New Jersey is now imposing its own net neutrality rules on ISPs

Flickr via Credo Action. Click for original.

Flickr via Credo Action. Click for original. (Image credit: Flickr via Credo Action)

Following a vote by the FCC last month to repeal existing net neutrality protections and allow ISPs to regulate themselves, some states are enacting legislation of their own to ensure a level playing field. New Jersey is the latest to do so, with its Governor Phil Murphy signing an executive order mandating that ISPs follow net neutrality rules if they want to do business with state agencies.

The executive order makes New Jersey the third state to issue its own net neutrality rules. Montana was first, followed by New York. California is also trying to push a bill through that would go a step further by imposing rules directly on ISPs.

As for New Jersey, the executive order prohibits ISPs from throttling or creating paid fast lanes for lawful internet traffic and online services. The only exception would be in cases of "reasonable network management," which would have to be disclosed to the consumer.

"We may not agree with everything we see online, but that does not give us a justifiable reason to block the free, uninterrupted, and indiscriminate flow of information," Governor Murphy said. "And, it certainly doesn’t give certain companies or individuals a right to pay their way to the front of the line."

"While New Jersey cannot unilaterally regulate net neutrality back into law or cement it as a state regulation, we can exercise our power as a consumer to make our preferences known," he added.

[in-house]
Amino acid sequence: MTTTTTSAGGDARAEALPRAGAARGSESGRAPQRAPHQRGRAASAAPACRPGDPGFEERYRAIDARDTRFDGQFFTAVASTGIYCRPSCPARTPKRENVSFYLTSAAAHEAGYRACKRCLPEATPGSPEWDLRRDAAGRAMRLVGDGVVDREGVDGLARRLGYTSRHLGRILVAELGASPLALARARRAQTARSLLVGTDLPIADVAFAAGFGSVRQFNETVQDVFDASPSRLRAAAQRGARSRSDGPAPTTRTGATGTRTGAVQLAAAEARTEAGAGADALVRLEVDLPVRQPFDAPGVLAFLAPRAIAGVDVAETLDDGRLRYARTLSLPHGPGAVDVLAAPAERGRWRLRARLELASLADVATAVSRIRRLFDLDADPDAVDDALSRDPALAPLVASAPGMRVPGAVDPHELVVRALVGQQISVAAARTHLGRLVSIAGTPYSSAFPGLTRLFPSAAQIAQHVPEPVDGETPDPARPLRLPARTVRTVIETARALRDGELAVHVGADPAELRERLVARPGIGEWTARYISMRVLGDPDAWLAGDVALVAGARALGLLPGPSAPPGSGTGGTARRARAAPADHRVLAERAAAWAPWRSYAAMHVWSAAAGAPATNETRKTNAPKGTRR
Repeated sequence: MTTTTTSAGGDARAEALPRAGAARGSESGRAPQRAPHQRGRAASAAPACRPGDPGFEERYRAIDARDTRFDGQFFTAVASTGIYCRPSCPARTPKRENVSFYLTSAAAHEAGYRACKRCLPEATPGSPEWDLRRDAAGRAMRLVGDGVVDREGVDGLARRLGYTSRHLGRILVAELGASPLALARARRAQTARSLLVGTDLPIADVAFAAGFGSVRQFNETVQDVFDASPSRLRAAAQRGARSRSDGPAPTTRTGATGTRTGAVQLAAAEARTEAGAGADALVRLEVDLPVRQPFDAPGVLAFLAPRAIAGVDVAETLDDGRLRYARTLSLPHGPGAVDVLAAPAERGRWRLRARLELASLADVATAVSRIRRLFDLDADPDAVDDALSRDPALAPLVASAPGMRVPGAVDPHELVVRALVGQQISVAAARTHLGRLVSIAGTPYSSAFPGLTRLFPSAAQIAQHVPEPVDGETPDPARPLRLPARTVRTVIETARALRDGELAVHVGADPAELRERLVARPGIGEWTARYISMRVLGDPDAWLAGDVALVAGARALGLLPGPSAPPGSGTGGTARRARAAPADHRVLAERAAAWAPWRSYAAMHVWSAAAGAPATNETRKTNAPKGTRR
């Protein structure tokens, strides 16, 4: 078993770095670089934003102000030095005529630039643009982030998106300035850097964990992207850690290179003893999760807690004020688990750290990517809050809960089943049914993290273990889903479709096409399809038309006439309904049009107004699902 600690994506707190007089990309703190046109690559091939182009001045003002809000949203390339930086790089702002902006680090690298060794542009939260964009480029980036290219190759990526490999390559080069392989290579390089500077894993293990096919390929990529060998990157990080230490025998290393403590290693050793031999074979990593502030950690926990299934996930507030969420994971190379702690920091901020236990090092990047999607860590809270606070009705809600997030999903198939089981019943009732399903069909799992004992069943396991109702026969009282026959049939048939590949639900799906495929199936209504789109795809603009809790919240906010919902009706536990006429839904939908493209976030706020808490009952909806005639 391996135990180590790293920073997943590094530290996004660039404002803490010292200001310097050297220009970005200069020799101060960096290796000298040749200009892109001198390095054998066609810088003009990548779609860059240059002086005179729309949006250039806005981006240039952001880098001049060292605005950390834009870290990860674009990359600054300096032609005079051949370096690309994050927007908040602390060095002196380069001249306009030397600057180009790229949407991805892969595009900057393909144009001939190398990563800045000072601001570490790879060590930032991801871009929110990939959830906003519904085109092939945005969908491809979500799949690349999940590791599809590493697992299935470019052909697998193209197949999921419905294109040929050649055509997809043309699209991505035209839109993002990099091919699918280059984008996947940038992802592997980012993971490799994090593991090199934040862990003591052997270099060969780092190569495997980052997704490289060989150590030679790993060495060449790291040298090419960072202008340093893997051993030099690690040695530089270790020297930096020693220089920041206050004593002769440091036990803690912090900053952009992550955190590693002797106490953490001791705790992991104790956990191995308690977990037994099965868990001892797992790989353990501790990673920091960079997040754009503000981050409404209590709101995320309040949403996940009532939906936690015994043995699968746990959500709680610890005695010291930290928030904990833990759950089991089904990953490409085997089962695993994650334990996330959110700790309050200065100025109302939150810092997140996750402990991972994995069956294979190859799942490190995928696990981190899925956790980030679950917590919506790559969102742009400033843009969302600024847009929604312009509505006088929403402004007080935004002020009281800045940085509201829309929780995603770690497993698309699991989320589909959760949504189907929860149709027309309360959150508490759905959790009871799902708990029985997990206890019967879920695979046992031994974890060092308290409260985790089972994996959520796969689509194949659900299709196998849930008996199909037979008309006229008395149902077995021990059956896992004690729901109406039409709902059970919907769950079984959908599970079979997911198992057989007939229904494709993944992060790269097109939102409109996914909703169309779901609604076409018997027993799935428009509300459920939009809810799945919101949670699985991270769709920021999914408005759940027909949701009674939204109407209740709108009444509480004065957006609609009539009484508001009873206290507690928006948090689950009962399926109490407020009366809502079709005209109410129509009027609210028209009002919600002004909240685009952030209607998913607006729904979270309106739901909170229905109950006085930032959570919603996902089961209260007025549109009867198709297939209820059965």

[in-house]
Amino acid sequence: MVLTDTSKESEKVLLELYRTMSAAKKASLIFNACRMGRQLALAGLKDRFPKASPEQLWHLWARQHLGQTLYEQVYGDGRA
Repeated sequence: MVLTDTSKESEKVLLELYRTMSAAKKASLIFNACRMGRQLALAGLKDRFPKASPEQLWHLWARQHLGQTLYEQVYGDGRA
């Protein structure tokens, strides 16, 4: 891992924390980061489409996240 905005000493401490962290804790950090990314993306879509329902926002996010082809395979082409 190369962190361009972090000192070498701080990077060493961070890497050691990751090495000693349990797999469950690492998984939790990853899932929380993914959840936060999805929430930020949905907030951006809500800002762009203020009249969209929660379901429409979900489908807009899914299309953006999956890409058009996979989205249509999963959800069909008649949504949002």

According to Arstechnica, the FCC saw this coming and included language that prevents states from enforcing their own net neutrality regulations. To get around this, executive orders in New Jersey, Montana, and New York more narrowly target ISPs by imposing restrictions on state agencies, rather than ISPs directly. California's proposed bill is different in that it targets ISPs directly, but is currently pending in the State Assembly. There is concern by some, including the Electronic Frontier Foundation, that California's bill might not survive lawsuits. 

In a separate announcement, New Jersey Attorney General Gurbir Grewal announced that New Jersey will join 21 other states and the District of Columbia in a lawsuit filed against the FCC over its net neutrality rollback.

"We are committed to taking whatever legal action we can to preserve the internet rights of New Jersey consumers, and to challenge the federal government’s misguided attack on a free and open internet," said Attorney General Grewal. "Our position is that the Federal Communications Commission acted arbitrarily and against the evidence before it when doing its about-face on net neutrality."

It remains to be seen how all this will play out.

Paul Lilly

Paul has been playing PC games and raking his knuckles on computer hardware since the Commodore 64. He does not have any tattoos, but thinks it would be cool to get one that reads LOAD"*",8,1. In his off time, he rides motorcycles and wrestles alligators (only one of those is true).